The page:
Friday, June 26, 2009

When In Doubt, Give Hope: 2009 Graduation Speech by Allison Anais Brunner

[Episode 51] Hello, podcast listener. It is June 21, 2009 – the first day of summer. By now all of the schools of social work in the United States have had their spring graduation and unleashed tens of thousands of newly minted social workers into the world. You might be one of these recent graduates. Like those who came before you and those who will come after, you’ve spent the last 2 – 5 years becoming socialized into the profession of social work. You’ve written thousands of papers, spent thousands on books, spent thousands of hours with clients (or close to it), you’re your share of group projects, process recordings, video taped assignments, ... all to become skilled professionals who can provide competent and ethical social work services to your clients.

Well, today’s podcast is a tribute to you. And who better to pay tribute than a fellow student. Today we’re going to hear Allison Anais Brunner’s 2009 MSW graduation speech from Temple University’s School of Social Administration. In her speech, entitled, “When In Doubt, Give Hope,” Allison juxtaposes the anxieties and doubts that recent graduates feel with their professional responsibility to hold hope for their clients. She describes her own doubts as a social worker, relates those to her personal moments of doubt and shares how she drew from those experiences to help her client. Using our experiences to benefit our clients rather than ourselves, is what we call “professional use of self.” And as Carl Rogers demonstrated many years ago, bringing our genuine self to the clinical relationship is one of the most important things we can do to help our clients. So, I dedicate this podcast to you, our professions newest members. And now Allison Anais Brunner and her speech, “When In Doubt, Give Hope.”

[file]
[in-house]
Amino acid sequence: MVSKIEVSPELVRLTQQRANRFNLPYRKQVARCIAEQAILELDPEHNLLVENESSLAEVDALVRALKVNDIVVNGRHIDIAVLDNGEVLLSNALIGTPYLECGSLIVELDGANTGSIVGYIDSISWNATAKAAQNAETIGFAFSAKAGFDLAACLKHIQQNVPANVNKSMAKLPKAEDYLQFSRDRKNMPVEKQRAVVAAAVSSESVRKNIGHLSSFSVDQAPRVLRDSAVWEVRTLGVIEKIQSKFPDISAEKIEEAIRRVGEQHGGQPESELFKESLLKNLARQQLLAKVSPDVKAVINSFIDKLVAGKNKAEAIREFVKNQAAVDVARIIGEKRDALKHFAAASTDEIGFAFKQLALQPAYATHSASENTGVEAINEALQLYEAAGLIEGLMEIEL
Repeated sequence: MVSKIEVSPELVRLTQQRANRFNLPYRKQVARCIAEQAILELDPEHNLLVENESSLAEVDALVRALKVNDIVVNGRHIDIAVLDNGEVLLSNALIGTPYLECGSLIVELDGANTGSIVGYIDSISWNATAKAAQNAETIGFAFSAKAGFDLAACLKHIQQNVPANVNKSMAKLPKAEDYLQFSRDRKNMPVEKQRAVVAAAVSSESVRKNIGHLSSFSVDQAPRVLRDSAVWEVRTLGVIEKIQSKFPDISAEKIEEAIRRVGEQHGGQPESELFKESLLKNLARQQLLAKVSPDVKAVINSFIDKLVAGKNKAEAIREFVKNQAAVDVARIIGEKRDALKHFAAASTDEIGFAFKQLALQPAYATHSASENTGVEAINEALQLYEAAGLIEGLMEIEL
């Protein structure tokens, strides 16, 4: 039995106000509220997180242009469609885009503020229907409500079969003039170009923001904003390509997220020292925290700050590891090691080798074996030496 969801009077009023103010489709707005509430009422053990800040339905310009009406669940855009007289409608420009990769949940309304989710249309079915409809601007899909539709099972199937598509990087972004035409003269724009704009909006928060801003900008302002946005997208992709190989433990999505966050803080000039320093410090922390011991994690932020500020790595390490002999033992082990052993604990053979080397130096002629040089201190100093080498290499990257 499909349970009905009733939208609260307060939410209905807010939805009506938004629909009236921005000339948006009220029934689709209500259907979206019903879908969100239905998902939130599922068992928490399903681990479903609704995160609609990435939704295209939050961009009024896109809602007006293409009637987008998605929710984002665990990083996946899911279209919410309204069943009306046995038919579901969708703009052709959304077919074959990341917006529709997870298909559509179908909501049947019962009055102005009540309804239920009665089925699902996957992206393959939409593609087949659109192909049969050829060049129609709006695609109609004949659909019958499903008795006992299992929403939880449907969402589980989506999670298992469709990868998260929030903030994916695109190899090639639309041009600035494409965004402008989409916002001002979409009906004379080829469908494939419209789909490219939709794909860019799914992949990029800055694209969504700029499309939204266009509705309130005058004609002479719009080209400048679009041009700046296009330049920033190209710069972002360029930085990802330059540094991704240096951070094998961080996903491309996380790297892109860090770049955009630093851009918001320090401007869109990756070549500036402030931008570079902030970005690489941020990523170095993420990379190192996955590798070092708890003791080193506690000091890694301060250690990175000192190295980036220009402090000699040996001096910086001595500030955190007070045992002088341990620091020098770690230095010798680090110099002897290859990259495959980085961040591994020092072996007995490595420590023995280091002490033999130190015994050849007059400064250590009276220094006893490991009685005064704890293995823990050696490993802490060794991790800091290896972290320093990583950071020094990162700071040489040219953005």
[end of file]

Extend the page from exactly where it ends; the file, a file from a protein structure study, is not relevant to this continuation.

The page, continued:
Download MP3 [9:47]

3 comments:

Sarah and Chris said...

Oh, I would recognize this anywhere as a "just graduated with my MSW" speech. It's nice---it truly is.

My gut says that following this advice to its end isn't quite what our profession is about. I'm concerned, and I've witnessed, false hope being given out too freely. Placing our expectations and hopes on clients to make them feel, temporarily, better and rosy. Comments like "you'll surely find a job soon" or "I know you will never relapse again." My MSW did not come with a crystal ball, albeit tempting to say comments such as these to comfort and support clients and communities.

What an unhopeful-sounding comment I am leaving! I mean no disrespect. Ms. Brunner is right in discussing the power of hope, but I'm not sure this moves our profession further along in translating our roles as social workers to our clients, policy makers, families, or the larger public.

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